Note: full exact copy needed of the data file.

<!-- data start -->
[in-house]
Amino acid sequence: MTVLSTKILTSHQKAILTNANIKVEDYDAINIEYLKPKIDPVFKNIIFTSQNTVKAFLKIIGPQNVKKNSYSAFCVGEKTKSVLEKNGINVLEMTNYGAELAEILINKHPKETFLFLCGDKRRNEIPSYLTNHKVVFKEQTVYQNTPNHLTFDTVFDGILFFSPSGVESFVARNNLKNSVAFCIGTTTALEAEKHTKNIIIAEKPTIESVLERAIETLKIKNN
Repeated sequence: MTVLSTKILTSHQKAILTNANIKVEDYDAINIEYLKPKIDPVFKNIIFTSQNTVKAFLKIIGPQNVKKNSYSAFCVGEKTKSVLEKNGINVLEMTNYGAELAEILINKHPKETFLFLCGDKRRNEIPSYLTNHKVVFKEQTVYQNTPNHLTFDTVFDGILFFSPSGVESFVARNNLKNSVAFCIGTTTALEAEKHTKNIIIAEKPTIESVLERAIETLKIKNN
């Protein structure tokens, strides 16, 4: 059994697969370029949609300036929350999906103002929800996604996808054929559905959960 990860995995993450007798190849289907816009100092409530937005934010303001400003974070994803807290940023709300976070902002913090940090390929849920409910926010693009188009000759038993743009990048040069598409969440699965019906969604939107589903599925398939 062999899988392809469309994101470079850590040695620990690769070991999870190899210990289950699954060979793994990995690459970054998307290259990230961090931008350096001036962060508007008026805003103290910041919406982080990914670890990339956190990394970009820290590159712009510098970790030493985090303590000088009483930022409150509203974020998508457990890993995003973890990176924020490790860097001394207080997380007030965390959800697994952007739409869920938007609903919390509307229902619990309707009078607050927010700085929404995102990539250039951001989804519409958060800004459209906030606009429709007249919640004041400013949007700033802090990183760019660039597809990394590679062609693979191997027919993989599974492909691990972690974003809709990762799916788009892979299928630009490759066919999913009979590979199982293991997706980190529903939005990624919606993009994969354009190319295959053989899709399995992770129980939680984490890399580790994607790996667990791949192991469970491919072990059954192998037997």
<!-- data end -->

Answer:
[in-house]
Amino acid sequence: MTVLSTKILTSHQKAILTNANIKVEDYDAINIEYLKPKIDPVFKNIIFTSQNTVKAFLKIIGPQNVKKNSYSAFCVGEKTKSVLEKNGINVLEMTNYGAELAEILINKHPKETFLFLCGDKRRNEIPSYLTNHKVVFKEQTVYQNTPNHLTFDTVFDGILFFSPSGVESFVARNNLKNSVAFCIGTTTALEAEKHTKNIIIAEKPTIESVLERAIETLKIKNN
Repeated sequence: MTVLSTKILTSHQKAILTNANIKVEDYDAINIEYLKPKIDPVFKNIIFTSQNTVKAFLKIIGPQNVKKNSYSAFCVGEKTKSVLEKNGINVLEMTNYGAELAEILINKHPKETFLFLCGDKRRNEIPSYLTNHKVVFKEQTVYQNTPNHLTFDTVFDGILFFSPSGVESFVARNNLKNSVAFCIGTTTALEAEKHTKNIIIAEKPTIESVLERAIETLKIKNN
């Protein structure tokens, strides 16, 4: 059994697969370029949609300036929350999906103002929800996604996808054929559905959960 990860995995993450007798190849289907816009100092409530937005934010303001400003974070994803807290940023709300976070902002913090940090390929849920409910926010693009188009000759038993743009990048040069598409969440699965019906969604939107589903599925398939 062999899988392809469309994101470079850590040695620990690769070991999870190899210990289950699954060979793994990995690459970054998307290259990230961090931008350096001036962060508007008026805003103290910041919406982080990914670890990339956190990394970009820290590159712009510098970790030493985090303590000088009483930022409150509203974020998508457990890993995003973890990176924020490790860097001394207080997380007030965390959800697994952007739409869920938007609903919390509307229902619990309707009078607050927010700085929404995102990539250039951001989804519409958060800004459209906030606009429709007249919640004041400013949007700033802090990183760019660039597809990394590679062609693979191997027919993989599974492909691990972690974003809709990762799916788009892979299928630009490759066919999913009979590979199982293991997706980190529903939005990624919606993009994969354009190319295959053989899709399995992770129980939680984490890399580790994607790996667990791949192991469970491919072990059954192998037997």